Hemrick A doll’s house 8.4.2 live wimba sessionPresentation Transcript
Direct and Indirect Characterization
Foil characters make the characteristics and personality of the protagonist stand out.
For example, if the protagonist is a generous and caring individual, his or her foil might be stingy and mean in order to highlight the protagonist’s good qualities through the contrast.
This is the process by which the writer reveals the personality of a character.
Direct characterization tells the audience what the personality of the character is.
“ The patient boy and quiet girl were both well mannered and did not disobey their mother.”
Indirect Characterization shows things that reveal the personality of a character.
There are five methods:
Speech, thought, actions, looks, and effect on others toward the character.
Nora is younger and has been taken care of and sheltered from much of the world. When Kristine enters the picture, we understand the sheltered life or “doll’s house” that Nora resides in versus the harsh life that Kristine has experienced. Nora has a maid and a nanny to take care of her children. She really does no understand business. She did not even know how much she had paid on the loan. She has never lived alone.
She has not had true love. Nora is impetuous and subject to whims. Nora had marriage and now wants independence.
Kristine is older and has had a difficult life. She has had to work hard to support her family and there has been no impression of an easy or pampered life. Kristine has had to work hard, does not have children. She sacrificed that to take care of her siblings and mom. She is now alone in the world. She has experienced true love with Krogstad. Kristine has independence but wants marriage.
Remember that foil characters have opposite personality traits and are best understood in contrast with one another. For example, if you wanted to create the ultimate bully in a story, you would want to create a peaceful, kind character as well in order to make the bully look even worse.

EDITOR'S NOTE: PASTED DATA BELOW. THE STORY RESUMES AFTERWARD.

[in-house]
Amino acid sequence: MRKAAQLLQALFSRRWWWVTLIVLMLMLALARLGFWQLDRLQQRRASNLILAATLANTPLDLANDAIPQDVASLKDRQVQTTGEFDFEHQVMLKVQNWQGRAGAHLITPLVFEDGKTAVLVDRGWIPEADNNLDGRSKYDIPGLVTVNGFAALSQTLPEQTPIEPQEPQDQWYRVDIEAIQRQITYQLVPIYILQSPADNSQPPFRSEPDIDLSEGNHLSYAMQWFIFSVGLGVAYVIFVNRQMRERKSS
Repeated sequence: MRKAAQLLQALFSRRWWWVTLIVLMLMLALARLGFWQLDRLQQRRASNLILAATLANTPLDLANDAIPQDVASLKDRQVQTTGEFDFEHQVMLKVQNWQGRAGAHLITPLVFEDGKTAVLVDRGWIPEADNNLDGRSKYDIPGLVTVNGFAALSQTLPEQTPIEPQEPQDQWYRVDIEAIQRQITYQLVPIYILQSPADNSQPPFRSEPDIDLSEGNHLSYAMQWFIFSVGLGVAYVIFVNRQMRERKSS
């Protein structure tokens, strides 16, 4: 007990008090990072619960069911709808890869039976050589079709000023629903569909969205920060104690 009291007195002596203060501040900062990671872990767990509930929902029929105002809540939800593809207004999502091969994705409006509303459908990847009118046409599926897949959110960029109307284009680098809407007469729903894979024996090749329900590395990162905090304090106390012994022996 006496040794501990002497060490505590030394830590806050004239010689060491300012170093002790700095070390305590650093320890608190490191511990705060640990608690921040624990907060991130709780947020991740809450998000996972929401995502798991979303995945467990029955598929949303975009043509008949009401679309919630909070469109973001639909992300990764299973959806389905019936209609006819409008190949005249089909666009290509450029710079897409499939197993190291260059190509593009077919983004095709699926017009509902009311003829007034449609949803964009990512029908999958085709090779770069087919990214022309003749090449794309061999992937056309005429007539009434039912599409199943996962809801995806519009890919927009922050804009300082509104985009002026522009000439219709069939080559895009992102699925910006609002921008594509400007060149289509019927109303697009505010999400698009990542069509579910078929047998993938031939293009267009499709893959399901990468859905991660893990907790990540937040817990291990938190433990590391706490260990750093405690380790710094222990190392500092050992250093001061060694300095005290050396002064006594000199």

While reading A Doll's House , think about how Nora and Kristine are foil characters.
Although Nora and Kristine have a lot of similarities, I want you to take a closer look at their differences. The author can highlight these differences through direct or indirect characterization .
While reading Act II and Act III, think about how Nora and Kristine are foil characters and how the author shows us this.
Complete the two charts below. One chart is for Kristine, and the other chart is for Nora. Type your answers directly on these charts and save your work. When you are finished with your work, submit it through the view/complete assignment link.
Kristine's Chart Answer each question in this column. In this column, write down one passage from the play that proves your response. Make sure you put it in quotations since you are taking it from the text! In this column, explain if the passage from the play you provided is an example of indirect or direct characterization. You only need to type "Direct" or "Indirect" in this column. 1. What kind of marriage did Kristine Linde have? Kristine’s marriage was bad. She only married the man for his money. Nora : You mustn't be angry with me. Tell me, is it really true that you did not love your husband? Why did you marry him? Mrs. Linde : My mother was alive then, and was bedridden and helpless, and I had to provide for my two younger brothers; so I did not think I was justified in refusing his offer. Nora : No, perhaps you were quite right. He was rich at that time, then? Mrs. Linde : I believe he was quite well off. But his business was a precarious one; and, when he died, it all went to pieces and there was nothing left.
2. How did Kristine Linde feel when she lost her husband? She was felt like her life was empty when her husband died because his business went downhill and all of his money was gone. Nora : What a relief you must feel if-- Mrs. Linde : No, indeed; I only feel my life unspeakably empty. No one to live for anymore. (Gets up restlessly.) That was why I could not stand the life in my little backwater any longer. I hope it may be easier here to find something which will busy me and occupy my thoughts. If only I could have the good luck to get some regular work--office work of some kind-- Nora : But, Christine, that is so frightfully tiring, and you look tired out now. You had far better go away to some watering-place. Mrs. Linde (walking to the window): I have no father to give me money for a journey, Nora. Nora (rising): Oh, don't be angry with me!
Now, all you have to do is complete the remainder of the chart – you can do this!
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